Paper - The Formation of the Pars Membranacea Septi (1916)
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The Formation of the Pars Membranacea Septi
By J. Ernest Frazer, F.R.C.S., St Mary’s Hospital, Professor of Anatomy in the University of London. (1916)
The pars membranacea is not only the thinnest portion of the interventricular septum, but is also in part of its extent a structure separating the right auricle from the cavity of the aortic vestibule; it cannot therefore be considered as merely a part of a structural system, more or less simple, which divides the heart into right and left sides, for the aortic vestibule is formed to the right of the plane of the interventricular septum, and is associated with the region of the earlier bulb.
Some little time ago it was suggested to me by Sir John Broadbent that a series of models showing the main points in cardiac development would be of value in demonstrating to clinical students the bearing of these points on certain lesions of the organ. I undertook to make such a series, and used the sections of embryos of 5 mm. and upwards which I possess, in the work. Many of the models were so cut up in endeavouring to follow the development as exemplified in them that they were useless for subsequent demonstration : this, however, caused me little regret, for I had determined at an early stage that the purpose with which the work had been undertaken would be served best by constructing “schematic” models — made with a free hand, founded on the actual reconstructions, but only showing the general and main conditions, so that they would bear to the real models the same relation that a scheme or diagram on paper bears to the structure or conception of which it is used as an illustration of some particular aspect or condition. Anyone who has worked with reconstruction models of the heart will agree, I think, that they are very difficult to read, after the earlier stages, owing to the rapidly growing complexity of detail and inability to see more than a small part of each cavity at once, and such models would certainly be quite useless for the purpose of teaching students.
The subject of the present paper presented itself as an important one early in the work, because it seemed that clear-cut ideas on the formation of the region were necessary for a proper understanding of development in the immediate neighbourhood. Three of the schematic models illustrate this subject, and I propose to utilise the plan of their construction in the description; they represent the bulbar and ventricular parts as simple smooth—walled cavities, opened and exposed by the removal of the ventral Wall, so that the continuous cavity, necessarily flatter than is actually the case, is seen from the atrial opening to the arterial extremity where the aortic stem begins.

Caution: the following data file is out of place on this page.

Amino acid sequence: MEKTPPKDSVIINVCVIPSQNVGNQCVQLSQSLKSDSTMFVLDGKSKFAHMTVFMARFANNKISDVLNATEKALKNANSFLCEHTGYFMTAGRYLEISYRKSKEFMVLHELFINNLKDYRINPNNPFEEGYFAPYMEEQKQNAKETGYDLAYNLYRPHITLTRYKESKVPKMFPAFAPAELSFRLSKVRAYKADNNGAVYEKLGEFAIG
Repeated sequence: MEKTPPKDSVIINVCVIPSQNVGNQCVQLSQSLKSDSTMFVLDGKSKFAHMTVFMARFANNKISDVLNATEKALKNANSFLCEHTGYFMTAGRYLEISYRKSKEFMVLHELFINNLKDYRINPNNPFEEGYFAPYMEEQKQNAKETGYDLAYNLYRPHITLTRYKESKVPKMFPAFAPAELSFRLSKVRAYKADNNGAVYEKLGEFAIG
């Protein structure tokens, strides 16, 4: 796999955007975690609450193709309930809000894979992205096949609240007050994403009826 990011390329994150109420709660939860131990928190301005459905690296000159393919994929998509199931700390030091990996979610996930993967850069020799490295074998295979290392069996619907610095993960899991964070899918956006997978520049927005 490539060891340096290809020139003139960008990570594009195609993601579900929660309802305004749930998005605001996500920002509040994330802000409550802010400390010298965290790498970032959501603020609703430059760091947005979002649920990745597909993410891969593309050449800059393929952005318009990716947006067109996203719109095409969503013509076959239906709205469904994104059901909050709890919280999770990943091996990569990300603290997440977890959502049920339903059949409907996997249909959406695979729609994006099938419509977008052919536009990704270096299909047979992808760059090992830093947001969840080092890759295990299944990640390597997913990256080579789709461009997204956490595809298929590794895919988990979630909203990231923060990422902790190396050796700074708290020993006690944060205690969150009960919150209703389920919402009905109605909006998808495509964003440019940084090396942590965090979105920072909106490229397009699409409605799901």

A diagrammatic rendering of the state of things found at a relatively early stage is seen in fig. 1. The cavity of the bulb is still easily distinguished, being partly separated from that of the ventricle by the bulbo-ventricular ridge, elongated and spur-like on section; owing to the presence of this ridge, the cavities of bulb and ventricle become continuous to the right of the position occupied by the auriculo-ventricular opening. The interventricular septum is very low, leaving a wide passage between the two ventricles, and the lower end of the septum reaches the right tubercle of the lower a.-V. endocardial cushion, while its upper end runs into the bulbo-ventricular spur, near its base. The arterial endocardial cushions are shown at the upper end of the bulb ; it must not be forgotten that these figures are only schemes, and that the cushions‘ in an embryo whose ventricular development would be at about the stage seen in the drawing, would be merely indefinite thickenings. These cushions are four in number, and the two that are placed laterally are represented as not yet joined, so that a single opening exists between the anterior and posterior cushions leading from the undivided bulbar cavity to the single aortic stem.
Fig. 1. Diagram showing the relations at an early stage between the auriculo-ventricular opening and ventricles, the cavity of the bulb, and the bulbo-ventricular ridge. The distal cushions of the bulb are shown in a more differentiated state than they really exhibit at this stage.
It is plain that no direct passage can be made between the left ventricle and the aortic end of the bulb so long as the ridge exists between the bulbar and ventricular cavities, and this ridge now commences to atrophy, or at any rate to disappear, as is well known. I think that the process is more than a passive one, as is perhaps usually taught, and that, although there may be merely a failure in growth at first, there is an actual degeneration coming into play very soon: such, at least, is the opinion I have formed from the examination of sections, and the assumption appears to be necessary to account for the practically complete disappearance of the ridge and wall in its neighbourhood. But, whatever may be the nature of the agency bringing it about, there is no doubt of the fact of the disappearance of the ridge, and, with this, new possibilities open up for further development of the bulbo—ventricular complex.